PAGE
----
In the nonthreatening atmosphere of the front porch, her son opened up to Eck and Jordon, and in turn they built a rapport with Holseth.
She described Williamson today as “less angry, less frustrated.” His grades rebounded.
“I think his focus will start coming back,” she said. “And he’s playing baseball this summer for the Joplin Miners.”
Fitzgerald said she believes what most Joplin residents needed in the aftermath of the tornado was not professional mental help, but “someone to walk alongside them.”
“This little family of four is cared about by somebody,” she said. “I know there are people all over like us. I hope they met somebody like them, somebody wearing blue shirts.”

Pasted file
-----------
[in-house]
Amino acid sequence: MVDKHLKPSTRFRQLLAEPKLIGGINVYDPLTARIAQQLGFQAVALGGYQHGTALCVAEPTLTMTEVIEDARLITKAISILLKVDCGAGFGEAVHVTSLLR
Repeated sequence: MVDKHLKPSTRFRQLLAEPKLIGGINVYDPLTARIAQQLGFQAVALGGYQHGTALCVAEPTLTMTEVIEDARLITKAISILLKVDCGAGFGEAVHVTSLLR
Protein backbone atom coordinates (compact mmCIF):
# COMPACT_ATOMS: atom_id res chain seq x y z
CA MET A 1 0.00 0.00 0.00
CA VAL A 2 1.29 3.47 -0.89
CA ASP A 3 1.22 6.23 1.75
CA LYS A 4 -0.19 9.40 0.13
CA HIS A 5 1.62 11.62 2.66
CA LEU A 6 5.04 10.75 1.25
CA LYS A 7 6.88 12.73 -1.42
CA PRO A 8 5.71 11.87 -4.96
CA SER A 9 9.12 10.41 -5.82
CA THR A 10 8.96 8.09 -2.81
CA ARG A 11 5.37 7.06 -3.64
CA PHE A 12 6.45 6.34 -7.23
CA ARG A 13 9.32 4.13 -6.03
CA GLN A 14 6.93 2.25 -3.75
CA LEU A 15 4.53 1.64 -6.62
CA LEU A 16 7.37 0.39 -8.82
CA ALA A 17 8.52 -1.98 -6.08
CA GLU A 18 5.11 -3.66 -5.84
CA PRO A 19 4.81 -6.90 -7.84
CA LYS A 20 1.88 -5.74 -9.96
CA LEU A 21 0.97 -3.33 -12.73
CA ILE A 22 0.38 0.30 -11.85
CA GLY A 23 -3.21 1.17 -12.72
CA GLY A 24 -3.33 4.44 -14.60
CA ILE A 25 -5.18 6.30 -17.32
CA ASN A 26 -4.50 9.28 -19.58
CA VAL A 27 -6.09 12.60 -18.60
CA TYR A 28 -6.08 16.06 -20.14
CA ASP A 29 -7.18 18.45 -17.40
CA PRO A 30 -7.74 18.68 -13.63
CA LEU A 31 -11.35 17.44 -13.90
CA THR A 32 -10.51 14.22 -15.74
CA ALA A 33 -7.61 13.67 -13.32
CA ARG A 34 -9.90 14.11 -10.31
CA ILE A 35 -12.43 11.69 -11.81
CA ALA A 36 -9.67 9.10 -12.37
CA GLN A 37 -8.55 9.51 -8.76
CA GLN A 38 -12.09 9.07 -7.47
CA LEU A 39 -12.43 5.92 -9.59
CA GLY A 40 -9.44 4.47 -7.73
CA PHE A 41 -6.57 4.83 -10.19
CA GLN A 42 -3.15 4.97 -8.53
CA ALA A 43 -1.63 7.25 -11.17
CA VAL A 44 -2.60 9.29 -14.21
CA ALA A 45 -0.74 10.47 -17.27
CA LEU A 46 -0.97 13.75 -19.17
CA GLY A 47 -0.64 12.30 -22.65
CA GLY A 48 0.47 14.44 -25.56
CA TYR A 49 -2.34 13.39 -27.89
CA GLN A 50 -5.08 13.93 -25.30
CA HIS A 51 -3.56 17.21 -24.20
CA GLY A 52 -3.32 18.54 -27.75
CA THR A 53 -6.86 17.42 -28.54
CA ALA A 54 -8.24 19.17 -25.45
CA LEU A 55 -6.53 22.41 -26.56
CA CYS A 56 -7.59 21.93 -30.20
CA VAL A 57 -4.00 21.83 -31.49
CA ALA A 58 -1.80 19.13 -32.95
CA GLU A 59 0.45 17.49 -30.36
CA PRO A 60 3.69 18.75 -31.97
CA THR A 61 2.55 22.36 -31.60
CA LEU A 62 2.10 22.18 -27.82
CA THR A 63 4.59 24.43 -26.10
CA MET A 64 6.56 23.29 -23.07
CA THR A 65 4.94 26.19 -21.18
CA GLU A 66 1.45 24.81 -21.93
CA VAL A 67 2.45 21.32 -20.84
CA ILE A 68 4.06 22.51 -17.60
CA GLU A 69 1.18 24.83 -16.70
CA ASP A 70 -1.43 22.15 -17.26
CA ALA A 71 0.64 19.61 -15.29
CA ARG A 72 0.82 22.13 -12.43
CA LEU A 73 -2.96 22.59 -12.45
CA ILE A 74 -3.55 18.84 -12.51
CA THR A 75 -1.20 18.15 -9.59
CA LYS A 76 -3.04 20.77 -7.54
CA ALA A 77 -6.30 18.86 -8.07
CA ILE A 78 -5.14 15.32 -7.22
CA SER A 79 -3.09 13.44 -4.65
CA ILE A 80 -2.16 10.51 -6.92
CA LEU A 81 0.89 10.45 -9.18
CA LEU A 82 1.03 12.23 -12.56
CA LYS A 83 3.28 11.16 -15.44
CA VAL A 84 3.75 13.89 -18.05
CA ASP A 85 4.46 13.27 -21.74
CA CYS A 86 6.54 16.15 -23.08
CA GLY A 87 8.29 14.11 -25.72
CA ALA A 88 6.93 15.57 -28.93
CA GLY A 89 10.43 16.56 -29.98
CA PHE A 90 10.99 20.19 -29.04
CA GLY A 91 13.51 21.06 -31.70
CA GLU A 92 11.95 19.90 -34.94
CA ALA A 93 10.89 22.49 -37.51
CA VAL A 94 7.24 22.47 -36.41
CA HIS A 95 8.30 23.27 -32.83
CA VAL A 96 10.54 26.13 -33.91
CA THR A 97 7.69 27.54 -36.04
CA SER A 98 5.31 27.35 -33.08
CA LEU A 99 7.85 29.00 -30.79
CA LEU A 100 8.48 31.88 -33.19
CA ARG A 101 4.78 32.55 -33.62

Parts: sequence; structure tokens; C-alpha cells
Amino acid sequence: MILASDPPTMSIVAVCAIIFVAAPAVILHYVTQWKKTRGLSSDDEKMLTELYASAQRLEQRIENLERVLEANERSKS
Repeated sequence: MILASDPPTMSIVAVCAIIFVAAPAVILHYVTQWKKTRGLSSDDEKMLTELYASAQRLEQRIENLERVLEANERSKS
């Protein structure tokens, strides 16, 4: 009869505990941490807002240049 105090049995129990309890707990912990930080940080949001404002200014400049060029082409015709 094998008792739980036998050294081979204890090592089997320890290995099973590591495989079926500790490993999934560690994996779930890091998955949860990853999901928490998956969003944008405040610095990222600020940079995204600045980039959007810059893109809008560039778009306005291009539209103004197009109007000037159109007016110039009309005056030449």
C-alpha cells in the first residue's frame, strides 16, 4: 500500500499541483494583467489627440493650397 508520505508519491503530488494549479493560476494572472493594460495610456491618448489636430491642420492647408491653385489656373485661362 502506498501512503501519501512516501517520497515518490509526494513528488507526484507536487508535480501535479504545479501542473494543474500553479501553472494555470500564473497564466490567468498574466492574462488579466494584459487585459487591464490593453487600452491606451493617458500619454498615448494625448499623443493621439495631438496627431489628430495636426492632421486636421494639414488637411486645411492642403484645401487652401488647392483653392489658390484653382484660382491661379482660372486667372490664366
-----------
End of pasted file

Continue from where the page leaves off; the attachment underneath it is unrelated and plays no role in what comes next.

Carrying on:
By the numbers
HEALING JOPLIN’S community crisis workers span in age from 20 to 68, and they have a range of career experiences. At the program’s peak, there were 70 of them. Currently, there are 55.
JOPLIN, Mo. —
They’re known for their blue shirts.
- May 2011 Joplin tornado
Farmers Insurance extends tornado recovery commitment
After investments that included stationing a company executive in Joplin for eight months last year, officials with Farmers Insurance said the company will continue its post-tornado commitment to Joplin in 2014. “We’re going to stay until the end,” said Doris Dunn, director of community relations for the company, on Wednesday. “That includes sending in another 100-plus volunteers and making some additional financial investments.”
- SLIDESHOW: One year later, One day of unity, updated Photos from a day of events commemorating the May 22, 2011 tornado anniversary